The wild heart of the continent: love and place in the Silk Road novels of Sherry Thomas

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Here's the abstract:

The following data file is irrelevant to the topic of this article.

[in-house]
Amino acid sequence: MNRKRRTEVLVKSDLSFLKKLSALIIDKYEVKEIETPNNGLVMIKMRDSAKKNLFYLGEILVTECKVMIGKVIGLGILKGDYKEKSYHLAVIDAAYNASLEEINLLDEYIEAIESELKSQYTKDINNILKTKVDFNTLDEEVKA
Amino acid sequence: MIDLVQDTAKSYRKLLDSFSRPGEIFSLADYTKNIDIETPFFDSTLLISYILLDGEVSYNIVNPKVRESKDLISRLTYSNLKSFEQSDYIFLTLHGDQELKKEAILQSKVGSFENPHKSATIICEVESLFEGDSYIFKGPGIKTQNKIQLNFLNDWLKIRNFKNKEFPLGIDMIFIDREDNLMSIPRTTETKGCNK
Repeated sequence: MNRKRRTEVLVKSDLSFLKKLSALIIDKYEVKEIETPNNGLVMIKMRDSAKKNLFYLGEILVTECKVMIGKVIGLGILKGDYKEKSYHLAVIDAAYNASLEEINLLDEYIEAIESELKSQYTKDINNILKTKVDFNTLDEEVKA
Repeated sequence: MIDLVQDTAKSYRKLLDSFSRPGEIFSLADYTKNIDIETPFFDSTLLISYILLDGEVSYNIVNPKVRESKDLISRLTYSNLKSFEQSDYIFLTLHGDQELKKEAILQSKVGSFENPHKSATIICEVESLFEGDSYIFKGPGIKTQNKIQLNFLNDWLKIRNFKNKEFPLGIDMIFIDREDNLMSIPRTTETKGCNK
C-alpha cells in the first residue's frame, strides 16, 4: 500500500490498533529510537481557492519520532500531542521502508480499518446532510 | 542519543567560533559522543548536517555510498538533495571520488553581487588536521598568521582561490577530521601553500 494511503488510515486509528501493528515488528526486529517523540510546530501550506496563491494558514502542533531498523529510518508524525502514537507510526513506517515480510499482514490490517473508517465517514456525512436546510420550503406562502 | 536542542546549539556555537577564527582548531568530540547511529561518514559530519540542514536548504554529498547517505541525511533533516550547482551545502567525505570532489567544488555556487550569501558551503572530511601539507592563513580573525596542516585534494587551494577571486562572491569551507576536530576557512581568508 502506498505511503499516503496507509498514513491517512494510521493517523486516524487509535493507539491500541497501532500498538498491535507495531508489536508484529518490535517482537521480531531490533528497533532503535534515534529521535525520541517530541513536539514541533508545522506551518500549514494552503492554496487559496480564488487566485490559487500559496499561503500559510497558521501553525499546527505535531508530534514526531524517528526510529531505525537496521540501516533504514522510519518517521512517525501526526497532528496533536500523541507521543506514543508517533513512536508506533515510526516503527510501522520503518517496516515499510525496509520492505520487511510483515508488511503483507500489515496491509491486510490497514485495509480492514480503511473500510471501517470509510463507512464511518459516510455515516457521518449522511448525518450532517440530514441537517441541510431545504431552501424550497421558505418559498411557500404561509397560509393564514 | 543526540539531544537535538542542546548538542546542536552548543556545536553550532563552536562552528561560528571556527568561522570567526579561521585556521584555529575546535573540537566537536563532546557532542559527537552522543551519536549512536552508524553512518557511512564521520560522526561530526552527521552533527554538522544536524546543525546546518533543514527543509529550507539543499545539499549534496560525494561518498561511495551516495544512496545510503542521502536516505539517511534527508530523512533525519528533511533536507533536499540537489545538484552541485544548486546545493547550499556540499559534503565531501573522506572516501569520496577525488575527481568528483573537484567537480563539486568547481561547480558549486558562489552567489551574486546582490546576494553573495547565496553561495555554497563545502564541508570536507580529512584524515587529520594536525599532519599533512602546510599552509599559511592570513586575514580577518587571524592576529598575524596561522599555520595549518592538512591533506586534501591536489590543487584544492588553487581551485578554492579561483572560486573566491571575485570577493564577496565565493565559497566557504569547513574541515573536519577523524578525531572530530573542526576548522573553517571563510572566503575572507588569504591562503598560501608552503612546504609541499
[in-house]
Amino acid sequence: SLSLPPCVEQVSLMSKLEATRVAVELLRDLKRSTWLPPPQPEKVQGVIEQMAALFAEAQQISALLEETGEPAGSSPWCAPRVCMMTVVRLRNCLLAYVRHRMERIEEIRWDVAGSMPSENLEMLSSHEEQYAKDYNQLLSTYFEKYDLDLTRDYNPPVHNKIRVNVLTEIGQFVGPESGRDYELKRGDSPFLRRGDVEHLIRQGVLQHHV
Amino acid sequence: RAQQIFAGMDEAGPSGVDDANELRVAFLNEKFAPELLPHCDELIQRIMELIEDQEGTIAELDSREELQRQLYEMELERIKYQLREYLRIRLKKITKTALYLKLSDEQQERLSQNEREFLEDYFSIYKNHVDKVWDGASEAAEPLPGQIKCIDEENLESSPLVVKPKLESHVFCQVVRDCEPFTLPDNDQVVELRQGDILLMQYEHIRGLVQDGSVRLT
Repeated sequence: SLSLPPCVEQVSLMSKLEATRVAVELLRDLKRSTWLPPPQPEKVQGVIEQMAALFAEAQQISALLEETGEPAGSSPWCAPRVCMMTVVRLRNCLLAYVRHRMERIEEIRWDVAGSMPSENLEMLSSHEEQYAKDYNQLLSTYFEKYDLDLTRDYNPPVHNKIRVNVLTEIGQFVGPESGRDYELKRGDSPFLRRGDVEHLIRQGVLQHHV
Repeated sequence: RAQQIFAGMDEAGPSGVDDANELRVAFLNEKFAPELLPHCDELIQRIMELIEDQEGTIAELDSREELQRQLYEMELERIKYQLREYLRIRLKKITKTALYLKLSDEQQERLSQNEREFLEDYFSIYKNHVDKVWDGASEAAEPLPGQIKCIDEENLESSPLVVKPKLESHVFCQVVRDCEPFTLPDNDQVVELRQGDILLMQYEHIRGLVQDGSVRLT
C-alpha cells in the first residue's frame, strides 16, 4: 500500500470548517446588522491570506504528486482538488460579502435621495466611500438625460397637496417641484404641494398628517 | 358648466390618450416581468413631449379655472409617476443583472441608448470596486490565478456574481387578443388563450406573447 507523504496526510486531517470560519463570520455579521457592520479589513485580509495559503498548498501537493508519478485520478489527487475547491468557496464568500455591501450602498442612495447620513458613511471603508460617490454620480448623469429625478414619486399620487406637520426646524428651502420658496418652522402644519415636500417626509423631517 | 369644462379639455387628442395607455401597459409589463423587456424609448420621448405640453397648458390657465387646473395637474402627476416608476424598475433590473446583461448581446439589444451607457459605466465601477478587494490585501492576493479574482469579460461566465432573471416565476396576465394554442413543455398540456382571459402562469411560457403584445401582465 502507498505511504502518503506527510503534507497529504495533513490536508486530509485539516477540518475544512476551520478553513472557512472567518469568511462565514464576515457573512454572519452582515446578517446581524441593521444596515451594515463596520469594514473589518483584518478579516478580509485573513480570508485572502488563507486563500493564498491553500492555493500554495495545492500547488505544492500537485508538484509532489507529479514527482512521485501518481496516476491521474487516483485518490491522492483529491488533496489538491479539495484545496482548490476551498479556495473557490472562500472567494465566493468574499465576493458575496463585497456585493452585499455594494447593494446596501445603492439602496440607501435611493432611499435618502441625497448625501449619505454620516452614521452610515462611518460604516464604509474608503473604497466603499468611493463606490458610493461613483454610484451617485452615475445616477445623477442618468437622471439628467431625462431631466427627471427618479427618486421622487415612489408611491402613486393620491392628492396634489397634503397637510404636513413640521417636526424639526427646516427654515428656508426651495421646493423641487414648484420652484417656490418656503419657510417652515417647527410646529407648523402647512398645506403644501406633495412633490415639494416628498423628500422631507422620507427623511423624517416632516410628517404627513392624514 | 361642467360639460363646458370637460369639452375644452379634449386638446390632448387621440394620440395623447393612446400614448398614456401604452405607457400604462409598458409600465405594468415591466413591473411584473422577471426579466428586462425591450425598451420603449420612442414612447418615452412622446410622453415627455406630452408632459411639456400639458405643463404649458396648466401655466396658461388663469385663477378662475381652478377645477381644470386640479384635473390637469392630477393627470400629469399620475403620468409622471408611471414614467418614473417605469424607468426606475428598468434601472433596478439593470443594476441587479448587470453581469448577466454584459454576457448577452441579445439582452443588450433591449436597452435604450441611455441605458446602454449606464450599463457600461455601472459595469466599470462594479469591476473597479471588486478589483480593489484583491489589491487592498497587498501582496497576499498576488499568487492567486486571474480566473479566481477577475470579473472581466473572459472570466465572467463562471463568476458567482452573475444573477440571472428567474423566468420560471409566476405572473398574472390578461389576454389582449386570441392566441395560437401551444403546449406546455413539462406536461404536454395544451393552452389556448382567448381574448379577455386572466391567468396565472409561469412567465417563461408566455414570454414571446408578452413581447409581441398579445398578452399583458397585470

Two critically acclaimed novels by the Chinese-born American romance author Sherry Thomas are set in part in part in the “Silk Road” regions of Central Asia: the 2010 award winning Not Quite a Husband, much of which plays out in the Swat Valley during the 1897 Pathan Revolt; and the 2014 wuxia romance My Beautiful Enemy, whose flashback love story is set in 1883 in the Takla Makan desert region of Chinese Turkestan. Not Quite a Husband portrays this region as a romantic space in which wounded love can heal and authentic selves can be revealed and as a white-imperial space where British grit and resolve and coolness under pressure can be demonstrated against a backdrop of anticolonial unrest. In My Beautiful Enemy, by contrast, Thomas attends to the region’s deep history as the site of cultural contact and exchange (dating back for many centuries before Western Europe took an imperial interest), emphasising its enduringly multi-ethnic and multireligious character. In this second, interracial love story, Thomas recasts the stubbornly white and Protestant genre of Anglo-American popular romance as a decolonised and itself irreducibly heterogeneous space of cultural interaction and exchange.